Myanmar lies between two great civilizations, India and China, but it has developed its own distinctive culture. Buddhism has a great influence in the daily lives of the Myanmar people. The people have preserved the traditions of close family ties, respect for elders and simple native dress. While tolerance and contentment are the characteristics of the people, Myanmar hospitality is legendary.
Myanmar is a country deeply respectful of their religious and cultural traditions. Visitors will not cause offense if they note a few things:
Remove shoes and socks before entering religious buildings and compounds. Some monasteries allow food-wear in the compound but not inside the buildings, starting with lowest step! Better make sure first. It is also polite to remove shoes before entering a private home but socks may be left on.
When handing someone money or a gift use the right hand or both hands with the exception of paying the bill in a teashop or restaurant. Then it is a more casual transaction.
Everyone in Myanmar has their independent right in religion. Theravada Buddhism is the predominant religion with over 80% of the population professing it. There are also Christians, Muslims and Hindus.
Visitors are required to dress decently on the precincts of religious buildings. Ladies should not wear shorts, briefs or bra-less T-shirt on Shwedagon Pagoda. Shoes and socks or stockings must be removed at Pagodas and Monasteries.
CUSTOM’S FORMALITIES ON ARRIVAL
All foreign currencies in excess of US$-2,000, Traveler’s Cheque and jewelry, cameras and electronic goods etc, must be recorded on the customs form which may be checked on departure.
The currency in Myanmar is called Kyat (pronounced 'chat'). As in many countries of the area the US Dollar is the most useful currency to carry and it can be exchanged into local currency.
However Traveler’s Cheque and International credit cards are not widely used. Traveler’s cheques can currently NOT be used or exchanged in Myanmar. It is absolutely necessary to bring enough cash in USD or EURO. Other foreign currencies are difficult to change. There is not anymore required to change 200 US Dollars into 200 FEC (Foreign Exchange Certificates) upon arrival at the airport.
No vaccination certificate is required unless coming from the infected area.
Myanmar uses 220-250V, 50Hz. power-cuts are quite common but most hotels have their own generator.
You cannot post parcels home, although some shops will do the shipping for you. Ask first before you buy anything bulky. You cannot take back antiques. Better to avoid buying old-looking Buddha images even if they were made a week ago, as the Custom Officers may not allow its export. Buy jewellery only from authorized dealers and be sure to get a receipt which much be shown at Customs checkpoint at the airport.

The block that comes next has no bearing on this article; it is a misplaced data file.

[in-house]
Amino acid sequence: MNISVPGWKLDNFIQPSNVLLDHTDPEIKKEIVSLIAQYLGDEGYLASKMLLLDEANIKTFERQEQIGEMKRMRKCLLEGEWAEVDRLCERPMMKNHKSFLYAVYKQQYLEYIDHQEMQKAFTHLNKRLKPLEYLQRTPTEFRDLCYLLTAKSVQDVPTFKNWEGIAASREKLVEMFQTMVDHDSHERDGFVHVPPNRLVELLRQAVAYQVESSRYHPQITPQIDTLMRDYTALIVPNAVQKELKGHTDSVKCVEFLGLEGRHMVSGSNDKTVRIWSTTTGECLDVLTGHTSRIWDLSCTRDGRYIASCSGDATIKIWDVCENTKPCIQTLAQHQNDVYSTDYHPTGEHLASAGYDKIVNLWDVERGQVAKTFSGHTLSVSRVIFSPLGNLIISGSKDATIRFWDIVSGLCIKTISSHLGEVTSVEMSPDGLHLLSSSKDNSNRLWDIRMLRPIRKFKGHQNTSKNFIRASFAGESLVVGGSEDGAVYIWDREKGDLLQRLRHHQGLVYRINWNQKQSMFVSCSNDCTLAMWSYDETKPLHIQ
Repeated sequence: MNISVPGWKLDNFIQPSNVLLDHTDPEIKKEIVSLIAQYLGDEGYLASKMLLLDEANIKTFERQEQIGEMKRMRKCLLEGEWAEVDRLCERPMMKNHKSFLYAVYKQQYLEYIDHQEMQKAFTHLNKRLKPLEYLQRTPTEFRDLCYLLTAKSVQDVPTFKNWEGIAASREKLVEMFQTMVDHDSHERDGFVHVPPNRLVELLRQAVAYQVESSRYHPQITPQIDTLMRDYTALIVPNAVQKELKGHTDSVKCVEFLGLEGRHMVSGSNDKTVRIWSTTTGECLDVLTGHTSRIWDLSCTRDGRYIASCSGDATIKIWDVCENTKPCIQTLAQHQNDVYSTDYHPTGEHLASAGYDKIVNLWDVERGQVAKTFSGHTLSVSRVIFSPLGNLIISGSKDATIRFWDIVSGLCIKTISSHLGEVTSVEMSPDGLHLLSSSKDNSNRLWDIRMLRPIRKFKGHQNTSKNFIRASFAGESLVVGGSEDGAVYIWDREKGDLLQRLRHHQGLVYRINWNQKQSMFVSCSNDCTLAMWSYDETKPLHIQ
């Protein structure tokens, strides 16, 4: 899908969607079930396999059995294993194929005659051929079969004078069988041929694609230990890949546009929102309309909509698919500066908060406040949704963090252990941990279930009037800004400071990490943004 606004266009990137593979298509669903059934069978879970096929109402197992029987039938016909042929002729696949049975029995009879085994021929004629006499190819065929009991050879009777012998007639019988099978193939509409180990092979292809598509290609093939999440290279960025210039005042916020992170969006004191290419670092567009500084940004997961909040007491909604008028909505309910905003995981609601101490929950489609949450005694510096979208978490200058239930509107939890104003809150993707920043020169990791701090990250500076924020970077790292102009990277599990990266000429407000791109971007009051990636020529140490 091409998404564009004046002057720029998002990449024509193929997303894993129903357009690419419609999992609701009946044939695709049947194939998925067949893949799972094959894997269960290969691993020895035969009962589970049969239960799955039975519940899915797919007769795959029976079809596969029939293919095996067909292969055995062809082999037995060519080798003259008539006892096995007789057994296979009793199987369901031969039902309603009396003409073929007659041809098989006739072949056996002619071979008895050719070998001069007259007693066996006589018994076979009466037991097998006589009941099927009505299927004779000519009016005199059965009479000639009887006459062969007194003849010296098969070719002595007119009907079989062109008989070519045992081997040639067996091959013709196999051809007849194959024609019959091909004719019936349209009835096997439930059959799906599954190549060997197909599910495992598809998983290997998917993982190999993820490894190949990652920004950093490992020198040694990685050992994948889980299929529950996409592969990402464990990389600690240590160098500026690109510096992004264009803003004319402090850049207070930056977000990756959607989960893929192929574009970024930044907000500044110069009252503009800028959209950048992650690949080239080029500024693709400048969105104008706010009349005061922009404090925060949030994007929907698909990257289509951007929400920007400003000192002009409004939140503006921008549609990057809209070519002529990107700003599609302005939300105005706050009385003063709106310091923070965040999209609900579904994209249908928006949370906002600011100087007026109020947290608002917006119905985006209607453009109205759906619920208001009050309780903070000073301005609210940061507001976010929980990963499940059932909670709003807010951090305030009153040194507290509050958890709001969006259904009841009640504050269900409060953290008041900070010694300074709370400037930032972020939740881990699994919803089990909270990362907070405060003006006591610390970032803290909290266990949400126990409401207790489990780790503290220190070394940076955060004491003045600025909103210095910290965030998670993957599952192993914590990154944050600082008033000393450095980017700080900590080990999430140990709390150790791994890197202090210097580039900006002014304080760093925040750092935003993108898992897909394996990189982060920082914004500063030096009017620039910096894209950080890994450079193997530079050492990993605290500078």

COMFORT & CARE
Mosquito repellent and sunscreen are highly recommended, especially when travelling to remote areas in conjunction with other measure to prevent mosquito bites. There are no compulsory vaccinations for travel to Myanmar (Burma) but it is advisable to take precautions against malaria. Don’t forget to bring medication you would normally use in emergencies, such as antibiotics etc. Most medicines are available but maybe not the brand you normally use.
Try to avoid going out in the midday sun when it’s very hot. Drink only pre-boiled water such as green tea or bottled water of reputable brands. Better to avoid ice cubes in the streets stalls.
Avoid eating shellfish in hot weather, if you are not actually on the beach.
Basic Myanmar food is mainly rice and curry. Myanmar curries tend to be less spicy than those served in Thailand. Meals & drinks at International Hotels are considerably expensive. Myanmar is also a country of seafood. Crabs, prawns, lobsters and other shellfish are maong the popular dishes avaliable at the most Myanmar and Chinese restaurants in Yangon and other tourist destination.
There are many good local restaurants with almost the same quality of food and hygiene as hotels but at reasonable prices. They serve various dishes of Myanmar, Chinese, European (French and Italian), Thai and Indian cuisine. But roadside small restaurants are not recommended, as it can be risky for health.
There are also a wide variety of local snacks and delicacies. Mouk-hin-kha (thin rice noodles served with fish gravy and onion soup) and Ohn-noh-khauk-swe (noodles served with chicken and coconut gravy) are the most popular in Myanmar. Shan food is another delicacy. Shan style of cooking neither belongs to Myanmar nor Chinese nor Thai cuisine but they taste really good in their own way.
Restaurants and food served towards the travelers are carefully selected for hygiene as well as gastronomic considerations.
Myanmar has a variety of vegetables and fruits, both tropical citrus all year round or seasonally. The most common ones are mango, banana, durian, jackfruit, avocado, grapefruits, grapes, mangosteen, papaya, pomelo, pineapple, watermelon, orange and Washinton navel.